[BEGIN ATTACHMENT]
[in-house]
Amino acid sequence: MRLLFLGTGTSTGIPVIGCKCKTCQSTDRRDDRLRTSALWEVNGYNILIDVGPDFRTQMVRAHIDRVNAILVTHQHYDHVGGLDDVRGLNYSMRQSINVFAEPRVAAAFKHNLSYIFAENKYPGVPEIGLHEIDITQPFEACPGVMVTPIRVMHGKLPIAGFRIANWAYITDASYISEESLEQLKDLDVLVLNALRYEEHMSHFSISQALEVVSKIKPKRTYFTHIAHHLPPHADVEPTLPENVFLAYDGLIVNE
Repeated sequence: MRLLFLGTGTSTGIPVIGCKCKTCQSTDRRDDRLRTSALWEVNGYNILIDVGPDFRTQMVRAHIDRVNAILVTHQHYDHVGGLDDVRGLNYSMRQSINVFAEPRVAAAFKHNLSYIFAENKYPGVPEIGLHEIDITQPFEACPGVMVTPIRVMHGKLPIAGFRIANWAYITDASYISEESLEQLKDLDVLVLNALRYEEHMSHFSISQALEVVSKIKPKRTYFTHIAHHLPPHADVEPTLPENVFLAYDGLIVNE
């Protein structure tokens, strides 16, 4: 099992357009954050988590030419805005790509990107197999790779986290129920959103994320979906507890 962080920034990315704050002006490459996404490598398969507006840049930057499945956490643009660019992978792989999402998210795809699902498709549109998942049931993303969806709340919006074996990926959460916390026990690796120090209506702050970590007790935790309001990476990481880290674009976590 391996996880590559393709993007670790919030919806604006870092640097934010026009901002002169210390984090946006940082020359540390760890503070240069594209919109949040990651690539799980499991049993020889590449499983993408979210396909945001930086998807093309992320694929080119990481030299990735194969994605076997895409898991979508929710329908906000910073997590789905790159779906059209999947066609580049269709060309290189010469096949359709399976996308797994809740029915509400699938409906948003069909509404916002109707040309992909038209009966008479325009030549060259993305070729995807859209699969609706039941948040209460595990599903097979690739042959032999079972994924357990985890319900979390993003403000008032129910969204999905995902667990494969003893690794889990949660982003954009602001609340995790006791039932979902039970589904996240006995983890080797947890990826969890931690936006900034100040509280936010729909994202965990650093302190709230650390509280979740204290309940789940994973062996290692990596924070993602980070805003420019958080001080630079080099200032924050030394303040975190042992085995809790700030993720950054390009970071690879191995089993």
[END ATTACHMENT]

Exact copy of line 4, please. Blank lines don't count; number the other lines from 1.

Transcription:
């Protein structure tokens, strides 16, 4: 099992357009954050988590030419805005790509990107197999790779986290129920959103994320979906507890 962080920034990315704050002006490459996404490598398969507006840049930057499945956490643009660019992978792989999402998210795809699902498709549109998942049931993303969806709340919006074996990926959460916390026990690796120090209506702050970590007790935790309001990476990481880290674009976590 391996996880590559393709993007670790919030919806604006870092640097934010026009901002002169210390984090946006940082020359540390760890503070240069594209919109949040990651690539799980499991049993020889590449499983993408979210396909945001930086998807093309992320694929080119990481030299990735194969994605076997895409898991979508929710329908906000910073997590789905790159779906059209999947066609580049269709060309290189010469096949359709399976996308797994809740029915509400699938409906948003069909509404916002109707040309992909038209009966008479325009030549060259993305070729995807859209699969609706039941948040209460595990599903097979690739042959032999079972994924357990985890319900979390993003403000008032129910969204999905995902667990494969003893690794889990949660982003954009602001609340995790006791039932979902039970589904996240006995983890080797947890990826969890931690936006900034100040509280936010729909994202965990650093302190709230650390509280979740204290309940789940994973062996290692990596924070993602980070805003420019958080001080630079080099200032924050030394303040975190042992085995809790700030993720950054390009970071690879191995089993």